Basically, we took the stuff from a real neural network (brian), stuck em in an artificial neural network (AI) and did some wicked shit with it.

Inspiration

According to the US Census Bureau, nearly 129 million estimated kids across the world may have ADHD, a condition which makes focus incredibly hard. We wanted to develop a tool to help solve this problem, and saw the promise of using commercial headsets such as those from Muse as the perfect opportunity to develop a hack around. Using brain-computer interfaces, and machine learning for signal processing systems, we built an end-to-end web application that classifies if you are focused or not focused in real-time, alongside analytics to help you monitor your productivity across numerous webpages using a Chrome extension.

What it does

We use a web application built on a Python (Flask) backend and Firebase database to detect whether at any given moment if the user is focused or not. The web application takes Electroencephalogram (EEG) data from the Muse direct app, which are fed to a pre-trained neural network in real-time, which predicts whether the user is focused or not focused. We use a score for at any given moment which represents the user's focus levels out of 100. We also track focus scores across different popular websites, such as Google or Facebook, using a Google Chrome extension which monitors when the user changes tabs/windows.

How I built it

We take EEG data using a Muse headset and the Muse Direct app, which are sent to the application and Firebase database, before being fed through a pre-trained fully-connected neural network. The fully connected neural network achieves a test loss of only 0.7% across a balanced dataset of nearly 9200 shuffled EEG samples we took of focused and unfocused behaviour.

We take the output of our neural network (a score between 0-1, where 1=focused, and 0=unfocused), and multiply it by 100 to derive our 'focus score', the main feature of the app.

Using Flask, WebSocket, and Firebase, we built a web application (in JS) that is able to take in raw EEG data, preprocess it into structured, unlabelled data, and in real-time output prediction scores (focused/unfocused) for the user's EEG brainwaves at any given time. All the user has to do is connect the bluetooth Muse to the app, and you're ready to go!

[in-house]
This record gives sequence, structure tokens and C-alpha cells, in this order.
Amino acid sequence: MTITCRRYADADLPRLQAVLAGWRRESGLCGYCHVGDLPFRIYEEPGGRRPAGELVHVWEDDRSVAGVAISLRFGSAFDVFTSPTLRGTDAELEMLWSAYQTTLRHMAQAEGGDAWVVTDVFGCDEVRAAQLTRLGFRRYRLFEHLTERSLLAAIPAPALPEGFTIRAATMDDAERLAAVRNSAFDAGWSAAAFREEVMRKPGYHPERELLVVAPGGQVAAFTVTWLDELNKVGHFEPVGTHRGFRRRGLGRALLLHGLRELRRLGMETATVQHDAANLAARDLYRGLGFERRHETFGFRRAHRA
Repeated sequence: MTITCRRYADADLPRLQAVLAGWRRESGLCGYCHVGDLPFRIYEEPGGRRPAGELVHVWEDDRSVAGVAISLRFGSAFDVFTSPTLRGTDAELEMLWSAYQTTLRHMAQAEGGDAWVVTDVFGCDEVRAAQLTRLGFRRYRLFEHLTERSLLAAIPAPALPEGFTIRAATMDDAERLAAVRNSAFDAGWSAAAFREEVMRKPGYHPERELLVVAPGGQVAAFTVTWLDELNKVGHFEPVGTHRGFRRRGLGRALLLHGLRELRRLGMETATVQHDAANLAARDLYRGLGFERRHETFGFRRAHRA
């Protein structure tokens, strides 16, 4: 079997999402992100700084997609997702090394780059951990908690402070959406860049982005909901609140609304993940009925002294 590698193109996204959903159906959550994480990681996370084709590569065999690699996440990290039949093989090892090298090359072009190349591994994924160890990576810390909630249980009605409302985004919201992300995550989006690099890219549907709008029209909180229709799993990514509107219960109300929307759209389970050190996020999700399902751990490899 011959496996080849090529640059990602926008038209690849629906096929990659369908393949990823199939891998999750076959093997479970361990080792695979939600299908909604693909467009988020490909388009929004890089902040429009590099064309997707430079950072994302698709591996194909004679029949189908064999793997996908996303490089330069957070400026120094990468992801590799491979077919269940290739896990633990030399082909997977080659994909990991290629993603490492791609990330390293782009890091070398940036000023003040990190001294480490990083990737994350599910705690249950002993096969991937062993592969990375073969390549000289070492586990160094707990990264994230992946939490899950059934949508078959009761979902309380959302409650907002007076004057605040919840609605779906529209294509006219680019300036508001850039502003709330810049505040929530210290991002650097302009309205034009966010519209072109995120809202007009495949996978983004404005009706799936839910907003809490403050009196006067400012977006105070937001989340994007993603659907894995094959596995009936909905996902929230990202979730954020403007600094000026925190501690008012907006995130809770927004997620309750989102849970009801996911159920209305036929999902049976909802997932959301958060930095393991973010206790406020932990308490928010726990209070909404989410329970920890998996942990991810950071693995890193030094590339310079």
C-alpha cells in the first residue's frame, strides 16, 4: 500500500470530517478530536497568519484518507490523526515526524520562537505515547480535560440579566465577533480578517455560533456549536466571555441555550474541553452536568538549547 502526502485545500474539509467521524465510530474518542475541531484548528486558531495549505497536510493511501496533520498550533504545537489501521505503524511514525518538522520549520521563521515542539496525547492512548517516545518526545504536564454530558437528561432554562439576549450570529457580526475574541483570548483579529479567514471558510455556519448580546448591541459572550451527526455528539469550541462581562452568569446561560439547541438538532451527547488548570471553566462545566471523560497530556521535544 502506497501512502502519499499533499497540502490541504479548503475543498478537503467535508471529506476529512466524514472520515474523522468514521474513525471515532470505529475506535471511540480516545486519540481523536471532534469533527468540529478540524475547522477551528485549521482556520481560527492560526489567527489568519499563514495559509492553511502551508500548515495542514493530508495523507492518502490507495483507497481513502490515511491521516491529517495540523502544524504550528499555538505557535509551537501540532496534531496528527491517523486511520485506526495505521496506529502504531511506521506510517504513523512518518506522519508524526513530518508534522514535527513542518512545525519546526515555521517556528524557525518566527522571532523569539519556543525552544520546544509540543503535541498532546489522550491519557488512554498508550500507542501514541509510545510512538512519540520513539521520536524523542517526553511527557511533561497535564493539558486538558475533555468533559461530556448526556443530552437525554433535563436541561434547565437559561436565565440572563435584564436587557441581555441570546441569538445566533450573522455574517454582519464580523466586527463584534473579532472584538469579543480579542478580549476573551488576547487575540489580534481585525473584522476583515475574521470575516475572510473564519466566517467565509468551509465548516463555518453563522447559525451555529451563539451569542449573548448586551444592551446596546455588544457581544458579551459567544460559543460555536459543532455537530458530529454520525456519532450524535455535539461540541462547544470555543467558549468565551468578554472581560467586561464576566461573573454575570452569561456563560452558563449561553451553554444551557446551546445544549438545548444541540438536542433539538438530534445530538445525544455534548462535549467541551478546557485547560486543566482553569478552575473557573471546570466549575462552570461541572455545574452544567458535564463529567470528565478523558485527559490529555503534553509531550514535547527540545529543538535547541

Challenges I ran into

Figuring out how to deal with no support for developing BCI applications with Muse on Mac: We ended up creating a new approach which used the IOS Muse Direct App as a middle-man for collecting the EEG data and using Socket.io to load it into our computer.

Dealing with issues surrounding Firebase: Having to learn Firebase in a day was definitely overwhelming, but with the help of the Firebase sponsor booth we were able to use it!

Accomplishments that I'm proud of

Learning a ton about JavaScript, Flask, Firebase and full-stack web development in such a short-period of time. This is arguably our team's first attempt at building a consumer full-stack application, and it taught us so much. We were really proud of the result we achieved in the end!

What I learned

We learned a lot about deploying machine learning models onto web-applications, using Flask as a python backend, how to use Firebase, and we also learned a ton about building frontend with JS, as it was our first time using it!

What's next for Focus-Net: Using EEG Data and ML to Stay on Task

We want to focus on expanding the analytics page to include detailed Focus scores for popular webpages such as Youtube, Facebook, and Twitter. We also want to track focus averages day-by-day to allow for our users to get a sense of measuring improvement over time! In addition, we would like to continue to research and implement more efficient networks for accomplishing the signal processing/focus classification problem.

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